COX: What we know that 70 percent or so of victims choose to recant or choose not to work with law enforcement. I can’t speak to her situation or her choices, but that is the data that we have more broadly. There are so many reasons why that might happen. For some, there may be a fear of retaliation. There may be emotional manipulation to create sympathy for the person they love and care about and don’t want to see go to jail or face repercussions. There can be a lot of reasons for that. And I don’t intend to speak for her specifically. But I think that our system is set up in a way, the criminal justice system is setup so that survivors of domestic violence don’t have to participate, they don’t have to cooperate with law enforcement or choose to press charges. It is the state – it is a crime against the state. So that process can happen without that person having to testify against their loved one.

KERNAN: I think when a lot of us think about domestic violence, we think about violent battery. Do you include emotional abuse? What is your definition?

COX: Domestic violence is an escalating pattern in which one person exerts control over their partner. There are many ways in which that control can manifest. We think of it as a number of things that can include emotional, verbal, sexual, financial, physical abuse, as well as things like isolation. Really, preventing someone from seeing friends and family or from seeking services or keeping them physically in the home, preventing them from working. Intimidation and threats.

KERNAN: It is hard to wrap my head around something that is that broad and it feels like it is hard to know what is the line between someone being a jerk for a day or an hour or a minute and a pattern of abuse.

COX: That is a great question – and that is where we would look at the pattern piece, escalating pattern. Domestic violence, generally speaking, is different, but it often happens in a cycle. There is the hearts and flowers and honeymoon phase where things might feel really good and positive, with bonds of love and commitment. Often times, after that, a period of tension building where you hear people say a lot “I feel like I’m walking on eggshells all the time. Where every little thing I do might set them off.”  It doesn’t have to be something physical. The way our legal system defines domestic violence is different from our definition, but I am speaking for La Casa when I say that we define it as an escalating pattern of control, where there is an imbalance of power in the relationship that can be used to manipulate and coerce and intimidate.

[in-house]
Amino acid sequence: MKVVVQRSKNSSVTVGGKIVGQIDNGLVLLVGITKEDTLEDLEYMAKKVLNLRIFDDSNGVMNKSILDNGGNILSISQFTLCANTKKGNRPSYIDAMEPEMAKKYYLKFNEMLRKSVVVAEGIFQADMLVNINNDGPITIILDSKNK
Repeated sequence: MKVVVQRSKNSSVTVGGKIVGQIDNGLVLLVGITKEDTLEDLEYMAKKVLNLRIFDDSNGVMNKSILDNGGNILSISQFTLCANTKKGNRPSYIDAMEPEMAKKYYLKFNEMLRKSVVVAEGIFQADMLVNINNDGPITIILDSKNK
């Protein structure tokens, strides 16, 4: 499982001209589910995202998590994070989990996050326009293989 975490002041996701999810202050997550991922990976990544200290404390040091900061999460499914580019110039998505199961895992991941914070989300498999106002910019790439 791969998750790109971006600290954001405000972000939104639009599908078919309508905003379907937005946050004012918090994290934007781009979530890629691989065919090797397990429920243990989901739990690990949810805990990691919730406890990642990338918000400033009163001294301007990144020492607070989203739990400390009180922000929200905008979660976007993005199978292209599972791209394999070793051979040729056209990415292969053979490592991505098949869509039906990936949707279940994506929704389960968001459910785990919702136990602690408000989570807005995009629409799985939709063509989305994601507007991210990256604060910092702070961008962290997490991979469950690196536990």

KERNAN: Can perpetrators of domestic abusers be reformed?

COX: I think it takes that person to be totally committed to and ready to accept and change their behavior. We do believe that domestic violence is a learned behavior. Someone has often learned from the course of their lifetime, from various messages, and various places that that person really wants to change their behavior and get very specific intervention for that. That is where the minimum of 52 weeks of battery intervention comes in, because it has been found that if this is a pattern of behavior that someone has learned throughout the course of their lifetime, even 52 weeks is not a lot. You have to unlearn that behavior and really change the way a person thinks and acts. So yes, I do think it is possible. I also think it is then about that person choosing to use the tools that battery intervention program provides. You will hear battery intervention program experts, our partners at RSVP, say it isn’t about whether the battery intervention program works or doesn’t work – it is about that individual choosing to utilize the tools that it provides. If that happens, then yes, it can work. There are a lot of things that have to be in place for that person. In terms of their readiness and acceptance and decision to change.

Click the audio player above to listen to the interview. 

Holly Kernan is the architect of the award-winning Public Interest Reporting Project. She is currently news director at KALW 91.7FM in San Francisco. In 2009 she was named Journalist of the Year by the Northern California Chapter of the Society of Professional Journalists. Kernan teaches journalism at Mills College and the UC Berkeley Graduate School of Journalism and has taught at Santa Rosa Junior College, Youth Radio and San Francisco State University's Lifelong Learning Institute. She lives in Oakland with her husband, Mike, daughter, Julia, and retired greyhound Benjamin Franklin.